A potential catastrophic issue would entail automatically messaging and calling all the residents who are at risk and giving them detailed information on how to get to safety, while activating sirens, road signs, and other public means of mass notification. This so-called smart reservoir isn’t some pipe dream that is years away. We are already there, and we are only just getting started.

Second, think of the possibility of things like smart rubbish bins that connect to refuse collectors when they are ready to be emptied, or better yet, tell headquarters they don’t need to be emptied, directing crews to the areas that have the highest density of full rubbish bins. One automated message could stop a lorry from being deployed, saving both time and money.

Another industrial or corporate example is a smart building access badge system that keeps track of employees’ last known location, so that everyone in an affected building, including visiting employees, can be notified or accounted for in case of an emergency.

So what’s next? Now, and in the future, devices, people and things will continue to automatically trigger communications in a smart and actionable fashion to ensure that the right messages get sent to the right people, based on their location, skill sets or simply, their ability to respond at the right time.

The possibilities are endless for any organisation, hospital, school or community that needs to act quickly and decisively during an incident. Next time you step outside, take a moment to look around and admire how IoT isn’t just going to be a major component of shopping and personal chores, it will become a vital part of society’s backbone, helping to keep us all connected, safe and secure.

I’m optimistic there will be more conversations that focus on these big picture opportunities to improve the way we communicate and respond, and less on the smart fridge.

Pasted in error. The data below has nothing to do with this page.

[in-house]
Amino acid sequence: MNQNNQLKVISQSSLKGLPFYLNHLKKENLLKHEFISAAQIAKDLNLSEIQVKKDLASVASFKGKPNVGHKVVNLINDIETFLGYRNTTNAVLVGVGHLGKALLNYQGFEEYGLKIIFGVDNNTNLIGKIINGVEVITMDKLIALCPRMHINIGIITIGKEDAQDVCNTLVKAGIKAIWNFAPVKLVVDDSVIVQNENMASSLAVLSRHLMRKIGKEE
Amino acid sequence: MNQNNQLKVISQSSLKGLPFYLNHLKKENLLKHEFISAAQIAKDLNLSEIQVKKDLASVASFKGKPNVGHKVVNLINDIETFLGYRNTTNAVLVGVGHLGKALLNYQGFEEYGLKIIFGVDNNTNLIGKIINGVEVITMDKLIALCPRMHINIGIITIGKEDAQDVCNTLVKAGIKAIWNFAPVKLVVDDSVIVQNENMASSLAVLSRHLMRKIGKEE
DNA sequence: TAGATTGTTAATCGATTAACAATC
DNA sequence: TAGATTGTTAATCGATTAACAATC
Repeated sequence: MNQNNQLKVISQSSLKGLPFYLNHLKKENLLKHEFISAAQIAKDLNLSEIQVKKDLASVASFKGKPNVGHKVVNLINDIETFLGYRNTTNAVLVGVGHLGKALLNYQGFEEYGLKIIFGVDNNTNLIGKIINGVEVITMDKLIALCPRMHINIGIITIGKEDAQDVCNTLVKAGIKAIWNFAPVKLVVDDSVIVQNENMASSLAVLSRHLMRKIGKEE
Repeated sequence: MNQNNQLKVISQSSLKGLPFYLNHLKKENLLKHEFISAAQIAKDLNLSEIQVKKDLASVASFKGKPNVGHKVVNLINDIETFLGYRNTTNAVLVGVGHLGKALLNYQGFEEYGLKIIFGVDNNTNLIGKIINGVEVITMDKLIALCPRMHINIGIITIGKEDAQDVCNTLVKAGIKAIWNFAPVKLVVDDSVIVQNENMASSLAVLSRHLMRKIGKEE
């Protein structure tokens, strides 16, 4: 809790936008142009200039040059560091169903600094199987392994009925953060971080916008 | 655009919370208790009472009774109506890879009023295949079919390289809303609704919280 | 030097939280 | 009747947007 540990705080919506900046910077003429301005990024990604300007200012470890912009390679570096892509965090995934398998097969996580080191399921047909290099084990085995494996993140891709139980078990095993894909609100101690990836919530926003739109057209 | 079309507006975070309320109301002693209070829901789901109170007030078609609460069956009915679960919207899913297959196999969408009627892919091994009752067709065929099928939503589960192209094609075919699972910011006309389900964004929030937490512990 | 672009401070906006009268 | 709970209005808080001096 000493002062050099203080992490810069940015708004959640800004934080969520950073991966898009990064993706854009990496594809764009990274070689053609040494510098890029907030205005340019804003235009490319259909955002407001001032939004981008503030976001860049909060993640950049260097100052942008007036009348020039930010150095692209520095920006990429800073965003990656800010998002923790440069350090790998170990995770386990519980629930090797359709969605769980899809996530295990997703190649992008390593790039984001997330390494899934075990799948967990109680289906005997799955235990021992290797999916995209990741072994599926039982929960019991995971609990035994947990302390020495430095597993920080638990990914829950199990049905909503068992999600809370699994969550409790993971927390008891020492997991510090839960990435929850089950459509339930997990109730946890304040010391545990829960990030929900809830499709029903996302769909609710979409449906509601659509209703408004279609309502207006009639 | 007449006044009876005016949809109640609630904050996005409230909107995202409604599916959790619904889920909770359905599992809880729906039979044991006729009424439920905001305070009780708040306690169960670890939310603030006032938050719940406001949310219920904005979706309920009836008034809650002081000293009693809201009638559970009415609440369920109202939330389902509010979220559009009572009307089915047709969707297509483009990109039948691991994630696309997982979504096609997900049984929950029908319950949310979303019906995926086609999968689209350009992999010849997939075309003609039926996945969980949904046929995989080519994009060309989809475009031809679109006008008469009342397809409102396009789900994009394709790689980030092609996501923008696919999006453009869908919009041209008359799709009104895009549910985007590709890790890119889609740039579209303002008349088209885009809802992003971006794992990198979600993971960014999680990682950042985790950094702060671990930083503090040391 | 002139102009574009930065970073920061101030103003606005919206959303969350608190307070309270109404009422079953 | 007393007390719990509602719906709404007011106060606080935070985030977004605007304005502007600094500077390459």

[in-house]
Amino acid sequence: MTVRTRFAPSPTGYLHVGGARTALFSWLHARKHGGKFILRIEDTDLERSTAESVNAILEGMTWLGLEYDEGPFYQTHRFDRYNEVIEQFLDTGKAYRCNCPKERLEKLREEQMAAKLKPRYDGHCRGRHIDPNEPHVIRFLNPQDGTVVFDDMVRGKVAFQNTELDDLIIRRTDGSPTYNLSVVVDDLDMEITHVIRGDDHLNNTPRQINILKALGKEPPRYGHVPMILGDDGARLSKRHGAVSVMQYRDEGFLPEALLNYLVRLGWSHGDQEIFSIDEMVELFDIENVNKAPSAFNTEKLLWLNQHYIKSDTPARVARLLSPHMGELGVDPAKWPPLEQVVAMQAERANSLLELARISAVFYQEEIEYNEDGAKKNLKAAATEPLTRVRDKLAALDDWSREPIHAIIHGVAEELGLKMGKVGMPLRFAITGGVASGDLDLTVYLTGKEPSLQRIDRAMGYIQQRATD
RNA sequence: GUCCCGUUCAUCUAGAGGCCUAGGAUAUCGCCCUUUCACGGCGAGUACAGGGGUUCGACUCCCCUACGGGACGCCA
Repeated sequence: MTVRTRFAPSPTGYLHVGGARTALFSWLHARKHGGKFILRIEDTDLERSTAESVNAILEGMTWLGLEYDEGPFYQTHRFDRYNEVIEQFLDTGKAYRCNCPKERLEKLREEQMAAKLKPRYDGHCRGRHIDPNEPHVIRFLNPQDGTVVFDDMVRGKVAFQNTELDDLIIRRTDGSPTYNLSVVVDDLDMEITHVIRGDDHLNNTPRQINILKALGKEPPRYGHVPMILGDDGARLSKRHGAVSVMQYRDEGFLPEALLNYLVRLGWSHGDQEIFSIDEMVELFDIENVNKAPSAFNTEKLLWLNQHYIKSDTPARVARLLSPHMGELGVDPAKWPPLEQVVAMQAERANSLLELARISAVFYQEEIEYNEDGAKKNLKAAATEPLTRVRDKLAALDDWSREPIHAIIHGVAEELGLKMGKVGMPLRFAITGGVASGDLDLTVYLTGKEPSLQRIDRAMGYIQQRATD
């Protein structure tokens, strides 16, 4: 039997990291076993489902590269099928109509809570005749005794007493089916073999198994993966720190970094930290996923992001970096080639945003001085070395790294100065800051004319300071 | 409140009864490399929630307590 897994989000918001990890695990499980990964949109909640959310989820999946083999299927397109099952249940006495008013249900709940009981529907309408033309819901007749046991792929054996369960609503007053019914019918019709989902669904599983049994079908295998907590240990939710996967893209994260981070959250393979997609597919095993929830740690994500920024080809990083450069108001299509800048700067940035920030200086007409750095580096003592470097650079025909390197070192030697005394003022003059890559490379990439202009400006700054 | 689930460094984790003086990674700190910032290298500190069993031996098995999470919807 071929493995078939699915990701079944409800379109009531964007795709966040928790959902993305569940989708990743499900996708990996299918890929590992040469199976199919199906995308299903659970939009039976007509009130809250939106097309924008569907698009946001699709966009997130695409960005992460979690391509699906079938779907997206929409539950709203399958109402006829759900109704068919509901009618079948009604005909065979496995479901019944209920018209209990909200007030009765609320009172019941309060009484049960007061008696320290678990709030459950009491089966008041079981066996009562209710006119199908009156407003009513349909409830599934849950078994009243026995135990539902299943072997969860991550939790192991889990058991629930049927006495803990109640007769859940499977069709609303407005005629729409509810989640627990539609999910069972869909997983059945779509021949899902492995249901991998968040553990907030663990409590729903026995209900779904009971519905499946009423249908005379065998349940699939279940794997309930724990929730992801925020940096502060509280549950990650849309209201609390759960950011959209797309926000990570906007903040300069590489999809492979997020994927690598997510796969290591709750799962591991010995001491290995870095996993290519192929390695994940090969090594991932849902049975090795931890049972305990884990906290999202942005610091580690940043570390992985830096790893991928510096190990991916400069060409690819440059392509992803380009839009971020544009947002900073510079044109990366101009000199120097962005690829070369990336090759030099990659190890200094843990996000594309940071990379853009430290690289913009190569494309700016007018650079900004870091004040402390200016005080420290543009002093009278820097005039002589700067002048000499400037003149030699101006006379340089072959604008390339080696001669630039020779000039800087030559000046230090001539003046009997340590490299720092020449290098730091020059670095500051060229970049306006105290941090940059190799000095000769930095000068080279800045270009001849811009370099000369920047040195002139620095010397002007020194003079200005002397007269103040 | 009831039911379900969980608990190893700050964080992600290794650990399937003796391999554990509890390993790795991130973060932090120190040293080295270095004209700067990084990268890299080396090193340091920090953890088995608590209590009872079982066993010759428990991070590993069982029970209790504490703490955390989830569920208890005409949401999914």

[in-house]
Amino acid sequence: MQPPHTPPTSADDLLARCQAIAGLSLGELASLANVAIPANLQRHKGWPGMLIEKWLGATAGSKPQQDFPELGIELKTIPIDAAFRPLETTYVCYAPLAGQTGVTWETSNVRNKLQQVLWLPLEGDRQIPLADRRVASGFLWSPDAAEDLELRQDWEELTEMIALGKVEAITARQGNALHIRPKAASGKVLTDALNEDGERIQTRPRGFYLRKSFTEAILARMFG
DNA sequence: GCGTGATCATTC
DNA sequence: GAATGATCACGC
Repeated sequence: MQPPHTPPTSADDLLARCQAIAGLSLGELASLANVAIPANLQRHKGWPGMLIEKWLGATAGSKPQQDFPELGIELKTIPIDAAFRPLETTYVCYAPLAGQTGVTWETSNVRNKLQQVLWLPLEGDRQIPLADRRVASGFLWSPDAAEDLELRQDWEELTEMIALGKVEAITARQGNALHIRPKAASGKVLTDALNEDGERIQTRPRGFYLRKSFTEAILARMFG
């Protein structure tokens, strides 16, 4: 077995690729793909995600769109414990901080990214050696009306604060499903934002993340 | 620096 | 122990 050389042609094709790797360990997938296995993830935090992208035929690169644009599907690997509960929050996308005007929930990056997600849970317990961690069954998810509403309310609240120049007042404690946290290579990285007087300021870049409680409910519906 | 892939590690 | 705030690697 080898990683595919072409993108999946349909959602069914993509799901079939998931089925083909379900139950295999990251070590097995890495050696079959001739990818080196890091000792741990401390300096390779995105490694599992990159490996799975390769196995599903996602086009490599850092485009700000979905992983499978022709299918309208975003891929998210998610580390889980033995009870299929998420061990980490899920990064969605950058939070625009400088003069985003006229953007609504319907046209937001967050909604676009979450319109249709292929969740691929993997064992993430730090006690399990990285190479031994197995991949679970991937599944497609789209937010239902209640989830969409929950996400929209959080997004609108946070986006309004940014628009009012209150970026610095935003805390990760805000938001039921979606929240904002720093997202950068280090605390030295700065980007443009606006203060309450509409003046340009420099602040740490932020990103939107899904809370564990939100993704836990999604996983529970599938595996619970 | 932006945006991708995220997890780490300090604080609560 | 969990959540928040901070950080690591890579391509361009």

Let’s focus on public infrastructure, workplace controls, medical devices that can send Data Protection Act compliant messages to healthcare teams, IT platforms and all other types of critical connected systems and collectively pursue a society that is not just smart, but also accurate, automated and downright brilliant when time is of the essence.

The true future of IoT lies in connecting devices, big and small, to critical communication systems to ensure that the right teams are called in to help when needed, that the right decision-makers are chased down to approve a course of action that is then carried out automatically, or that the right people are informed of an impending critical situation that could impact their well-being if left unheeded.

CTO Imad Mouline of Everbridge is former CTO of organisations including CloudFloor, Compuware and S1 Corporation. Mouline is a regular presenter at industry, technology, and academic conferences, including APCO, NEDRIX, the World Conference on Disaster Management, Cloud Connect, Interop, Internet World, and the MIT CIO Symposium. He is frequently quoted in leading publications including The New York Times, USA Today, BBC News, BusinessWeek, CNN Money, Fortune, Forbes, Investor’s Business Daily, Network World, CIO Zone, and InformationWeek.

Positioned as a leader in the 2014 Gartner Magic Quadrant for Emergency and Mass Notification, Everbridge is recognised as an industry innovator. Everbridge is the world’s largest independent provider of critical communications solutions, with 18 data centres and offices across North America, Asia and Europe serving a customer base of more than 3,000 organisations supporting in excess of 50,000,000 contacts and stakeholders.